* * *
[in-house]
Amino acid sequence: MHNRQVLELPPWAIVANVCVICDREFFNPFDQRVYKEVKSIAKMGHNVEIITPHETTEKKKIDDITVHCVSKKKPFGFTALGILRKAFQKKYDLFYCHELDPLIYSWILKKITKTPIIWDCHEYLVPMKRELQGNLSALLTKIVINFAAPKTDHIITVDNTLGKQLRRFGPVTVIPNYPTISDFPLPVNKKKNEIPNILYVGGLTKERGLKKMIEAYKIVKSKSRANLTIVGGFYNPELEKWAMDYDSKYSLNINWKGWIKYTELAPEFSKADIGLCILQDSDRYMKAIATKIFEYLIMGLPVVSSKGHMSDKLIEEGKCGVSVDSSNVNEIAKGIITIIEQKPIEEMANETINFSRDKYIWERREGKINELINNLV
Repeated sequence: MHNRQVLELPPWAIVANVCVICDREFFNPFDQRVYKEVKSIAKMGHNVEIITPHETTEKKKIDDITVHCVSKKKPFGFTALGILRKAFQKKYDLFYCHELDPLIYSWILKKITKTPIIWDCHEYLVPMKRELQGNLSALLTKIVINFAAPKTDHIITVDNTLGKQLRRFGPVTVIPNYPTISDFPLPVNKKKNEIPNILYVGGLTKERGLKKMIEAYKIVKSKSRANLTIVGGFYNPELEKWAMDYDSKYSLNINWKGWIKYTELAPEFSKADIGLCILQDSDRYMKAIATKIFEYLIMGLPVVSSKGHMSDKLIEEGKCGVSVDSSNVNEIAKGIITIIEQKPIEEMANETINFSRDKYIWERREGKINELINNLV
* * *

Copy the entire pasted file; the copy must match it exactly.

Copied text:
[in-house]
Amino acid sequence: MHNRQVLELPPWAIVANVCVICDREFFNPFDQRVYKEVKSIAKMGHNVEIITPHETTEKKKIDDITVHCVSKKKPFGFTALGILRKAFQKKYDLFYCHELDPLIYSWILKKITKTPIIWDCHEYLVPMKRELQGNLSALLTKIVINFAAPKTDHIITVDNTLGKQLRRFGPVTVIPNYPTISDFPLPVNKKKNEIPNILYVGGLTKERGLKKMIEAYKIVKSKSRANLTIVGGFYNPELEKWAMDYDSKYSLNINWKGWIKYTELAPEFSKADIGLCILQDSDRYMKAIATKIFEYLIMGLPVVSSKGHMSDKLIEEGKCGVSVDSSNVNEIAKGIITIIEQKPIEEMANETINFSRDKYIWERREGKINELINNLV
Repeated sequence: MHNRQVLELPPWAIVANVCVICDREFFNPFDQRVYKEVKSIAKMGHNVEIITPHETTEKKKIDDITVHCVSKKKPFGFTALGILRKAFQKKYDLFYCHELDPLIYSWILKKITKTPIIWDCHEYLVPMKRELQGNLSALLTKIVINFAAPKTDHIITVDNTLGKQLRRFGPVTVIPNYPTISDFPLPVNKKKNEIPNILYVGGLTKERGLKKMIEAYKIVKSKSRANLTIVGGFYNPELEKWAMDYDSKYSLNINWKGWIKYTELAPEFSKADIGLCILQDSDRYMKAIATKIFEYLIMGLPVVSSKGHMSDKLIEEGKCGVSVDSSNVNEIAKGIITIIEQKPIEEMANETINFSRDKYIWERREGKINELINNLV